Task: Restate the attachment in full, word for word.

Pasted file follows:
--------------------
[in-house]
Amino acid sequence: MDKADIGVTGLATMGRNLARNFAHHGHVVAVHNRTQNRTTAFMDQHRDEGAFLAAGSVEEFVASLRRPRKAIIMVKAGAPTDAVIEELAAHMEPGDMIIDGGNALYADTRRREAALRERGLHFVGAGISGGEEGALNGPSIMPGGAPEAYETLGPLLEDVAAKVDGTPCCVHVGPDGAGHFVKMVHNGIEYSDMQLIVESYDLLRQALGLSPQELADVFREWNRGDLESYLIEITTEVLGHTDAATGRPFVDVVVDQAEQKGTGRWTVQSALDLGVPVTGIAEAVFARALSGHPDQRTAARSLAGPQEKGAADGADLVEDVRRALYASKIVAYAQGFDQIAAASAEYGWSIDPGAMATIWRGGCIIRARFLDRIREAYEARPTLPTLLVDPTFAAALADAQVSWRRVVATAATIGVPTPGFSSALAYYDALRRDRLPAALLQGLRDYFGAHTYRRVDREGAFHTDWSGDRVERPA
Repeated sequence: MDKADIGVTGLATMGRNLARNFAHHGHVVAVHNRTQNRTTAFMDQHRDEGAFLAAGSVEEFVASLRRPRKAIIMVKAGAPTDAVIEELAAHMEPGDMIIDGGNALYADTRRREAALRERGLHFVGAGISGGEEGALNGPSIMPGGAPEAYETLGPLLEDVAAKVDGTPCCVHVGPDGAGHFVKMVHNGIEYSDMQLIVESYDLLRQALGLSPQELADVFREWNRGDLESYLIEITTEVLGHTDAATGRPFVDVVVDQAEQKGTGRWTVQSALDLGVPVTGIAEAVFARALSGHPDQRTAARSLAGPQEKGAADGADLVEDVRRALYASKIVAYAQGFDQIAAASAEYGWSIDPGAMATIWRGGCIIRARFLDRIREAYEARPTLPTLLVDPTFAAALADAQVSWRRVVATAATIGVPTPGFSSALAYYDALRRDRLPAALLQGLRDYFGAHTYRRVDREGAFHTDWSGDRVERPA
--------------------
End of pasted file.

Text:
[in-house]
Amino acid sequence: MDKADIGVTGLATMGRNLARNFAHHGHVVAVHNRTQNRTTAFMDQHRDEGAFLAAGSVEEFVASLRRPRKAIIMVKAGAPTDAVIEELAAHMEPGDMIIDGGNALYADTRRREAALRERGLHFVGAGISGGEEGALNGPSIMPGGAPEAYETLGPLLEDVAAKVDGTPCCVHVGPDGAGHFVKMVHNGIEYSDMQLIVESYDLLRQALGLSPQELADVFREWNRGDLESYLIEITTEVLGHTDAATGRPFVDVVVDQAEQKGTGRWTVQSALDLGVPVTGIAEAVFARALSGHPDQRTAARSLAGPQEKGAADGADLVEDVRRALYASKIVAYAQGFDQIAAASAEYGWSIDPGAMATIWRGGCIIRARFLDRIREAYEARPTLPTLLVDPTFAAALADAQVSWRRVVATAATIGVPTPGFSSALAYYDALRRDRLPAALLQGLRDYFGAHTYRRVDREGAFHTDWSGDRVERPA
Repeated sequence: MDKADIGVTGLATMGRNLARNFAHHGHVVAVHNRTQNRTTAFMDQHRDEGAFLAAGSVEEFVASLRRPRKAIIMVKAGAPTDAVIEELAAHMEPGDMIIDGGNALYADTRRREAALRERGLHFVGAGISGGEEGALNGPSIMPGGAPEAYETLGPLLEDVAAKVDGTPCCVHVGPDGAGHFVKMVHNGIEYSDMQLIVESYDLLRQALGLSPQELADVFREWNRGDLESYLIEITTEVLGHTDAATGRPFVDVVVDQAEQKGTGRWTVQSALDLGVPVTGIAEAVFARALSGHPDQRTAARSLAGPQEKGAADGADLVEDVRRALYASKIVAYAQGFDQIAAASAEYGWSIDPGAMATIWRGGCIIRARFLDRIREAYEARPTLPTLLVDPTFAAALADAQVSWRRVVATAATIGVPTPGFSSALAYYDALRRDRLPAALLQGLRDYFGAHTYRRVDREGAFHTDWSGDRVERPA